Dangerous Driving Offences in New South Wales
On 20 August 2002 the New South Wales Court of Criminal Appeal delivered a guideline judgment concerning the offences of dangerous driving causing death and dangerous driving causing grievous bodily harm.
What is a guideline judgment?
Section 36 of the Crimes (Sentencing Procedure) Act 1999 defines a guideline judgment to mean a judgment containing guidelines to be taken into account by courts sentencing offenders, including:
- guidelines that apply generally, or
- guidelines that apply to particular courts or classes of courts, to particular offences or classes of offences, to particular penalties or classes of penalties or to particular classes of offenders (but not to particular offenders).
General principles concerning guideline judgments
The decision of Spigelman CJ in the case of Regina v. Jurisic (1998) 45 NSW LR209 provides an excellent summary of the practical effect of guideline judgments.
Some of the passages from this judgment are set out below:
“Guidelines are intended to be indicative only. They are not intended to be applied to every case as if they were rules binding on sentencing judges. Decisions of appellant courts on sentencing are not to be treated as binding precedents.
“In accordance with this approach, guideline judgments perform a limited role. Nevertheless, in my opinion, such judgments will provide a useful statement of principle to assist trial judges to ensure consistency of sentencing with respect of particular kinds of offences. I reiterate that such guidelines are not binding in a formal sense. They represent a relevant indicator, much as trial judges have always regarded statutory maximum penalties as an indicator.”
In the decision of R v Whyte, Spigelman CJ went further to say that “a guideline is to be taken into account only as a ‘check’ or ‘sounding board’ or ‘guide’ but not as a ‘rule’ or ‘presumption’.
The court constructed a typical case for dangerous driving causing death and dangerous driving causing grievous bodily harm to use as a model against which a sentencing court can determine whether the case before it is similar or more or less serious.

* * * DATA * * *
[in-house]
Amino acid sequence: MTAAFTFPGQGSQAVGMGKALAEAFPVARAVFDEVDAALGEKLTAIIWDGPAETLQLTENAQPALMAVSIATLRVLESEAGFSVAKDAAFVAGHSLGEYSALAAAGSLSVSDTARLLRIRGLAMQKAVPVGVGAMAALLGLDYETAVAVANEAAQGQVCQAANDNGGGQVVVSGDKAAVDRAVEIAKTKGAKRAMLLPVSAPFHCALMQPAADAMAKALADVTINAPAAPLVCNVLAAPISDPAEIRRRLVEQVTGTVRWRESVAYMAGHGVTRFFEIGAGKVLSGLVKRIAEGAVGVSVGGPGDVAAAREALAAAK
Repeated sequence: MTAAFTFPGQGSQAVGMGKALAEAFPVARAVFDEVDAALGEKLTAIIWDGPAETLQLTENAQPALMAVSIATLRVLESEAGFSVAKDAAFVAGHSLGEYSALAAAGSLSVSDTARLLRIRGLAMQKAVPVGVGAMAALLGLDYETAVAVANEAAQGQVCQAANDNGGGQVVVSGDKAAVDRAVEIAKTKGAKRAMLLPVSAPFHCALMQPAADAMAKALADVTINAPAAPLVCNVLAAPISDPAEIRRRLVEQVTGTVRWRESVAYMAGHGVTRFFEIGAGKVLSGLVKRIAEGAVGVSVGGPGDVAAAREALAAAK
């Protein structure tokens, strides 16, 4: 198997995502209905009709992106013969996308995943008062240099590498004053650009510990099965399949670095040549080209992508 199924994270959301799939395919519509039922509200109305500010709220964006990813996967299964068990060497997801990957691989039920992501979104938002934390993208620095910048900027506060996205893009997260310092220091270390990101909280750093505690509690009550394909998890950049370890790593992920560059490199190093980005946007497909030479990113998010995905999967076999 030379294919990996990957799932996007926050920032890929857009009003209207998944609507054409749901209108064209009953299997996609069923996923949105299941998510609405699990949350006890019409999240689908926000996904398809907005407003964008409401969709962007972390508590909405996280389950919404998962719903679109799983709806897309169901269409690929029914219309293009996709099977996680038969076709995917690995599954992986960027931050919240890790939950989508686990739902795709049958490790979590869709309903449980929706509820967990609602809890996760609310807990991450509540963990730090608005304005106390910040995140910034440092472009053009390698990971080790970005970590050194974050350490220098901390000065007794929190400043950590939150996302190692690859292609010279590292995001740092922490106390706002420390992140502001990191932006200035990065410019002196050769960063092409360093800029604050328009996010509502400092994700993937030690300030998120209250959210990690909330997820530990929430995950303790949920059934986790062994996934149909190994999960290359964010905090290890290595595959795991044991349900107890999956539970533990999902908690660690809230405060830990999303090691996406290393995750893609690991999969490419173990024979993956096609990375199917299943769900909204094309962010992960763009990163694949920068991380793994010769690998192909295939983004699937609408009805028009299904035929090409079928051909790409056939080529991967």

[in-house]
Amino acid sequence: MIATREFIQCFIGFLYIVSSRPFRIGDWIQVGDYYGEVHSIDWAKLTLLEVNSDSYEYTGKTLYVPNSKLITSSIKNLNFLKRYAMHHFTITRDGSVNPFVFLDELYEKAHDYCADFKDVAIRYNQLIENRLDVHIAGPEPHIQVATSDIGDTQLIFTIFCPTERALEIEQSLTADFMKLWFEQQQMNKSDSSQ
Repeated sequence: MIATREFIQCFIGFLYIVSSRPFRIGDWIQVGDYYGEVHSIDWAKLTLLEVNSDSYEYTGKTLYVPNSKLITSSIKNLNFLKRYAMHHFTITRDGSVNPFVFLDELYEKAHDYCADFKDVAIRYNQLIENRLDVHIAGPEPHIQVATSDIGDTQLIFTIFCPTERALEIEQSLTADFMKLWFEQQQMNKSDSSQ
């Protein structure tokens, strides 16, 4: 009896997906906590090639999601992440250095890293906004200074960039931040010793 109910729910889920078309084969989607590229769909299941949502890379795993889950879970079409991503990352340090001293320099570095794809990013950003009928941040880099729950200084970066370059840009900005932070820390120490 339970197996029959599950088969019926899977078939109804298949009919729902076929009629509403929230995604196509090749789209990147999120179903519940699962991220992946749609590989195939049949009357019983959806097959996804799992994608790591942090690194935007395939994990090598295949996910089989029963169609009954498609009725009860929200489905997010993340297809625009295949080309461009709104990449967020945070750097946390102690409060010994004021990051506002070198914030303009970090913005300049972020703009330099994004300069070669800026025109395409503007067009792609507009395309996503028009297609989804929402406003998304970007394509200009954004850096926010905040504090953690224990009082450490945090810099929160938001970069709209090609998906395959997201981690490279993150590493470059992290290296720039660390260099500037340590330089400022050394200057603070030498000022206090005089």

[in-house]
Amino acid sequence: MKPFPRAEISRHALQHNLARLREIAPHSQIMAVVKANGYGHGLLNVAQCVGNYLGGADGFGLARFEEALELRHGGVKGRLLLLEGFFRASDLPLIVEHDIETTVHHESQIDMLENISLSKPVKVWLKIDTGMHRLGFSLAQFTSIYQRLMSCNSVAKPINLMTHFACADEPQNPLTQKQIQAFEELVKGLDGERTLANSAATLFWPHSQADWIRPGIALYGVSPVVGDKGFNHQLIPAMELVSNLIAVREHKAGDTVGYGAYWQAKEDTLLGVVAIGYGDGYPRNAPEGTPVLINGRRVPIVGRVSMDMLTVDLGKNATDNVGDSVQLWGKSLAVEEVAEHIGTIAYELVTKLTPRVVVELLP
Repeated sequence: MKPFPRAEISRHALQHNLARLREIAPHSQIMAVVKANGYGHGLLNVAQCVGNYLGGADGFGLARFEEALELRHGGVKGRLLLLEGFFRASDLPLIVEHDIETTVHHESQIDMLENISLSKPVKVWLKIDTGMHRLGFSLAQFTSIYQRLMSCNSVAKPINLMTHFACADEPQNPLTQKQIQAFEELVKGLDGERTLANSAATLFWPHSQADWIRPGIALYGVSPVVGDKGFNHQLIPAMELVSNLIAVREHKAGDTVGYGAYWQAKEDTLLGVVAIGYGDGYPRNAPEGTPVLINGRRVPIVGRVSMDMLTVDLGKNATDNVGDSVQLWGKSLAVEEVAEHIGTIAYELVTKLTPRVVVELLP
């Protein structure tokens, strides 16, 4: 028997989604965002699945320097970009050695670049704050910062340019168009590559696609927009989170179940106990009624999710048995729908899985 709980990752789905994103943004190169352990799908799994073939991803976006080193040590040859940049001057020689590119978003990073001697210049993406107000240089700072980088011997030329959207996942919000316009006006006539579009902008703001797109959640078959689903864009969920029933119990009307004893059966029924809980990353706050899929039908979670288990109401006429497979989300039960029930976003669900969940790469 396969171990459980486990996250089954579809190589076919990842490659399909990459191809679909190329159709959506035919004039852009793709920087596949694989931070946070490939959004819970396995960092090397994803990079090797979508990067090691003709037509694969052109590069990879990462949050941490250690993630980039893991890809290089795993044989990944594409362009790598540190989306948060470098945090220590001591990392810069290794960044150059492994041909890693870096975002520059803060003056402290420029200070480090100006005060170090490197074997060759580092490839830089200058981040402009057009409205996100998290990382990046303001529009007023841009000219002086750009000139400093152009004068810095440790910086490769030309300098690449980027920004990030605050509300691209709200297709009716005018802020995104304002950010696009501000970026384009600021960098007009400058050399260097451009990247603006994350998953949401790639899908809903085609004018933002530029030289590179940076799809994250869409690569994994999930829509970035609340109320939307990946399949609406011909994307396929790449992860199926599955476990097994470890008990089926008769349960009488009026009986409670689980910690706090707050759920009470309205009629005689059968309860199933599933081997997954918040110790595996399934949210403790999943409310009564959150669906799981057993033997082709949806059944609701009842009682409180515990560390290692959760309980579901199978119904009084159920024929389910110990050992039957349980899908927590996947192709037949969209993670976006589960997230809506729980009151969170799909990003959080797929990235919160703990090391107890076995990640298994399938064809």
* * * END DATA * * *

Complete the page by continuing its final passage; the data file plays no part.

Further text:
The court found that a typical case for dangerous driving causing death and dangerous driving causing grievous bodily harm is one which has the following characteristics:
- young offender;
- of good character with no or limited prior convictions;
- death or permanent injury to a single person;
- the victim is a stranger;
- no or limited injury to the driver or the driver’s intimates;
- genuine remorse;
- plea of guilty of limited utilitarian value.
Guidelines with respect to a jail sentence
A full-time jail sentence will usually be appropriate unless the offender has a low level of moral culpability, as in the case of momentary inattention or misjudgment.
Where the offender’s moral culpability is high, a full-time jail sentence (both non parole and parole period) of less than three years (in the case of death) and two years (in the case of grievous bodily harm) would not generally be appropriate.
The court listed factors which would make the offence more serious then the typical case:
- extent and nature of the injuries inflicted;
- number of people put at risk;
- degree of speed;
- degree of intoxication or of substance abuse;
- erratic or aggressive driving;
- competitive driving or showing off;
- length of the journey during which others were exposed to risk;
- ignoring of warnings;
- escaping police pursuit;
- degree of sleep deprivation;
- failing to stop.
Aggravated factors require a harsher penalty
The court said that where the offence is aggravated, an appropriate increment (increase in penalty) is required. Other factors, such as the number of victims, will also require an appropriate increment.
For advice or representation in any legal matter, please contact Armstrong Legal.
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